The opinion of the court was delivered by: MCLAUGHLIN
McLAUGHLIN, District Judge.
This is an action brought pursuant to the Civil Rights Act, 42 U.S.C. § 1983. Plaintiff, appearing pro se, is an inmate who was housed in the Queens House of Detention ("QHD"). Defendants are New York City's Department of Corrections, which operates the QHD, and Michael Cantwell, deputy warden of the facility at the time the complaint was filed. Plaintiff alleges that, during his incarceration as a pretrial detainee at the QHD, he was (1) refused an escorted visit to which he was entitled and (2) was ridiculed and harassed by Mr. Cantwell.
The plaintiff asserts that, while incarcerated, he submitted a request to defendant Cantwell through a floor officer for visitation rights to see his hospitalized wife. While his request was pending, his newborn twin children died, and a wake was held. He requested to attend the wake. Defendants failed to act either on his request to visit his wife or to attend his children's wake.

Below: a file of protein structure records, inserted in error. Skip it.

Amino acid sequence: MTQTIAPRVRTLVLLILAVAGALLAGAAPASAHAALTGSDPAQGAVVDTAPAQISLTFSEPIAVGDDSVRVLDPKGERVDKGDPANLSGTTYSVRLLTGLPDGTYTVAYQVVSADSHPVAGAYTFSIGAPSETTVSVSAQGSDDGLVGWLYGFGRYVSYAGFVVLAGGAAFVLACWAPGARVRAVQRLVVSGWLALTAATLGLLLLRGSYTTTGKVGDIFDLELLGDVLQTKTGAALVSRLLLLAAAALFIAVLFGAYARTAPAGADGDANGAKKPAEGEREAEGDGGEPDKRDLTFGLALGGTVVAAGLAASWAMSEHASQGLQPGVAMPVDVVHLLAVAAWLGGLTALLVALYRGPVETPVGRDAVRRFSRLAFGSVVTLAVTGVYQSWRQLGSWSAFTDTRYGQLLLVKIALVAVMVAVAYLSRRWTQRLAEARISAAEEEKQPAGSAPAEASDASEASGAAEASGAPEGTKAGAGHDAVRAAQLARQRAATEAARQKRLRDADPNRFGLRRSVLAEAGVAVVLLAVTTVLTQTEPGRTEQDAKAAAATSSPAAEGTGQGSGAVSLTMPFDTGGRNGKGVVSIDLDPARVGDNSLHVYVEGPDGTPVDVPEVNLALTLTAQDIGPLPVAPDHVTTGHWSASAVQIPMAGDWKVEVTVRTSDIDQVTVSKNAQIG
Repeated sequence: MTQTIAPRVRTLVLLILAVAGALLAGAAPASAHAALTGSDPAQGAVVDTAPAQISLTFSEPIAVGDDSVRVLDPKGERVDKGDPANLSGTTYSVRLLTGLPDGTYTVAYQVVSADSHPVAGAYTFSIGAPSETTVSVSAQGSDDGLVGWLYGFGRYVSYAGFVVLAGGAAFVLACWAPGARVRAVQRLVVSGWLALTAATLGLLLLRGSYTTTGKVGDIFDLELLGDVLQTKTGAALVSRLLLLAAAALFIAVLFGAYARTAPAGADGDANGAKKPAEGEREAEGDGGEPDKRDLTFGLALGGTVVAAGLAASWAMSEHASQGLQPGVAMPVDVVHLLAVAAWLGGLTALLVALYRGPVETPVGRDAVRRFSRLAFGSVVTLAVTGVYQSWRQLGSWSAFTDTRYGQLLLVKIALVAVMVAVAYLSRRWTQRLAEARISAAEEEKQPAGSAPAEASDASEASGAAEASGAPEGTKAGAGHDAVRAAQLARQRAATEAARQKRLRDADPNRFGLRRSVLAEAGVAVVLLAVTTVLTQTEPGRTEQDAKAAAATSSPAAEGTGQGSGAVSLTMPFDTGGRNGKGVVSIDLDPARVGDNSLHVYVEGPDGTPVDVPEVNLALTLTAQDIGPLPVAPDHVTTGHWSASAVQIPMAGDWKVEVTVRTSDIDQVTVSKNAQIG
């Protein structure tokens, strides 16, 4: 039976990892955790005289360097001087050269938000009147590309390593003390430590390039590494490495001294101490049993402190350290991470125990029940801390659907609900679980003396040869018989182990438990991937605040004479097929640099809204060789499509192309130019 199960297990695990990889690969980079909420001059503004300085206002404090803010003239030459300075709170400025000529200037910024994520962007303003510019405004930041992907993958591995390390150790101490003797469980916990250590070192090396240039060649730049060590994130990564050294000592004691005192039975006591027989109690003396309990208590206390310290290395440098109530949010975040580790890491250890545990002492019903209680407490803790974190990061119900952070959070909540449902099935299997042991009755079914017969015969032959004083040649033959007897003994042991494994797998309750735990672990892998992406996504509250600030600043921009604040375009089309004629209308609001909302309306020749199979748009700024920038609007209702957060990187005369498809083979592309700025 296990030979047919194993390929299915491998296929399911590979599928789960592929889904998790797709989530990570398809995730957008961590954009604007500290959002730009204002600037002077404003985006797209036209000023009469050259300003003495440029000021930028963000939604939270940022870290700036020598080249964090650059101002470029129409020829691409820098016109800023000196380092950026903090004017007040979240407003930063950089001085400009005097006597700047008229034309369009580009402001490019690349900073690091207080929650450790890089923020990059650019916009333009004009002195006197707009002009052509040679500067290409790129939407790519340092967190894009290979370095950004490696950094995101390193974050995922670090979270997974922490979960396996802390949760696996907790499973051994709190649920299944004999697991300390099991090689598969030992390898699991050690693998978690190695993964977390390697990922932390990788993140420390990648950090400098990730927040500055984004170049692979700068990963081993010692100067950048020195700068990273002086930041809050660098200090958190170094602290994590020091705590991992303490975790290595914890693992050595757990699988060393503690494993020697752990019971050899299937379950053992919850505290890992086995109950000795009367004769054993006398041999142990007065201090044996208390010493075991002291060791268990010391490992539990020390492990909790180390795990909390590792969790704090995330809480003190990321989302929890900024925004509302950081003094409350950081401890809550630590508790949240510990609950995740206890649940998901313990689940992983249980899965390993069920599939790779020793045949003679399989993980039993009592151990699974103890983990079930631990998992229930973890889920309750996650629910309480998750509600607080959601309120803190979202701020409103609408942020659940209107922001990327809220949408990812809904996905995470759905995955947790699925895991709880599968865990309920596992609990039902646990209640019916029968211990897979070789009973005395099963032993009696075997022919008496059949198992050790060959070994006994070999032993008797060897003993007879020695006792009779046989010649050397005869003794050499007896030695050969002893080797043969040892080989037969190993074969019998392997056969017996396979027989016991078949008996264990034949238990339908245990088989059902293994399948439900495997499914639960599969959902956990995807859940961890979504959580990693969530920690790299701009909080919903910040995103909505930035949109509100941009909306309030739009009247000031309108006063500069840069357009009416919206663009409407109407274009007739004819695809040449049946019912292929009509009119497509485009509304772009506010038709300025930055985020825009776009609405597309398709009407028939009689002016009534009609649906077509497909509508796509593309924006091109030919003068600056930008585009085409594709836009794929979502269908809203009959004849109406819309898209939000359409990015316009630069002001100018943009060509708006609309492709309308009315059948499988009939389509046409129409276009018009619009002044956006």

Thereafter, defendants removed the plaintiff from protective custody to the general population, which he alleges that he became the object of Mr. Cantwell's jokes. He claims that these actions were conducted as part of a cruel and racist policy in order to inflict emotional distress. He alleges that these acts violated his civil rights under the Eighth and Fourteenth Amendments to the United States Constitution, as protected by 42 U.S.C. § 1983. Plaintiff seeks compensatory damages in an unspecified amount for the extreme paranoia, depression, and nervousness that resulted from defendants' acts. Defendants have made a motion for judgment on the pleadings.